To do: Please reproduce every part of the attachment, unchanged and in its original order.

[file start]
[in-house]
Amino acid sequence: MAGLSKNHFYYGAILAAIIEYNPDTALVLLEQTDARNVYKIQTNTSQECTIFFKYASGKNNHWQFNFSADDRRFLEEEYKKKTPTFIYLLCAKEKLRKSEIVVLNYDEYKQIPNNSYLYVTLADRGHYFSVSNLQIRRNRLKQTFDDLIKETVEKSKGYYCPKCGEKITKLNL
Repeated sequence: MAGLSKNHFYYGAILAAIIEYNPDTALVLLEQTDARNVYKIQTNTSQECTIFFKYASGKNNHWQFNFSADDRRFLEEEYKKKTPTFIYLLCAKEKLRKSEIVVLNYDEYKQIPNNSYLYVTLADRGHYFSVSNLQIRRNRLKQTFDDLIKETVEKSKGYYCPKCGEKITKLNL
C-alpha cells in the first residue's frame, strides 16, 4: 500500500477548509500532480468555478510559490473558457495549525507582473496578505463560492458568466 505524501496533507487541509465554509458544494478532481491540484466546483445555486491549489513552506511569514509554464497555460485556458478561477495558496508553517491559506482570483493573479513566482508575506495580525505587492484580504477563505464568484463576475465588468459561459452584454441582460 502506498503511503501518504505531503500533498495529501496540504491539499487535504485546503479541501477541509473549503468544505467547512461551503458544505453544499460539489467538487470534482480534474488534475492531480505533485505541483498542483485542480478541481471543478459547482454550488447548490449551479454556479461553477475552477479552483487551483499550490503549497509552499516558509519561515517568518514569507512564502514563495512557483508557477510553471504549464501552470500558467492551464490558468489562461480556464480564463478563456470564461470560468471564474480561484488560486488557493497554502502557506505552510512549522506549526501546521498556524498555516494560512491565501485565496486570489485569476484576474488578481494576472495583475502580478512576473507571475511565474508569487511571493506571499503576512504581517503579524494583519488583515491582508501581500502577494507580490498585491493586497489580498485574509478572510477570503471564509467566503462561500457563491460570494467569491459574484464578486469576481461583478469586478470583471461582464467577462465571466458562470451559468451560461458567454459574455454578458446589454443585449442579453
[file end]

[in-house]
Amino acid sequence: MAGLSKNHFYYGAILAAIIEYNPDTALVLLEQTDARNVYKIQTNTSQECTIFFKYASGKNNHWQFNFSADDRRFLEEEYKKKTPTFIYLLCAKEKLRKSEIVVLNYDEYKQIPNNSYLYVTLADRGHYFSVSNLQIRRNRLKQTFDDLIKETVEKSKGYYCPKCGEKITKLNL
Repeated sequence: MAGLSKNHFYYGAILAAIIEYNPDTALVLLEQTDARNVYKIQTNTSQECTIFFKYASGKNNHWQFNFSADDRRFLEEEYKKKTPTFIYLLCAKEKLRKSEIVVLNYDEYKQIPNNSYLYVTLADRGHYFSVSNLQIRRNRLKQTFDDLIKETVEKSKGYYCPKCGEKITKLNL
C-alpha cells in the first residue's frame, strides 16, 4: 500500500477548509500532480468555478510559490473558457495549525507582473496578505463560492458568466 505524501496533507487541509465554509458544494478532481491540484466546483445555486491549489513552506511569514509554464497555460485556458478561477495558496508553517491559506482570483493573479513566482508575506495580525505587492484580504477563505464568484463576475465588468459561459452584454441582460 502506498503511503501518504505531503500533498495529501496540504491539499487535504485546503479541501477541509473549503468544505467547512461551503458544505453544499460539489467538487470534482480534474488534475492531480505533485505541483498542483485542480478541481471543478459547482454550488447548490449551479454556479461553477475552477479552483487551483499550490503549497509552499516558509519561515517568518514569507512564502514563495512557483508557477510553471504549464501552470500558467492551464490558468489562461480556464480564463478563456470564461470560468471564474480561484488560486488557493497554502502557506505552510512549522506549526501546521498556524498555516494560512491565501485565496486570489485569476484576474488578481494576472495583475502580478512576473507571475511565474508569487511571493506571499503576512504581517503579524494583519488583515491582508501581500502577494507580490498585491493586497489580498485574509478572510477570503471564509467566503462561500457563491460570494467569491459574484464578486469576481461583478469586478470583471461582464467577462465571466458562470451559468451560461458567454459574455454578458446589454443585449442579453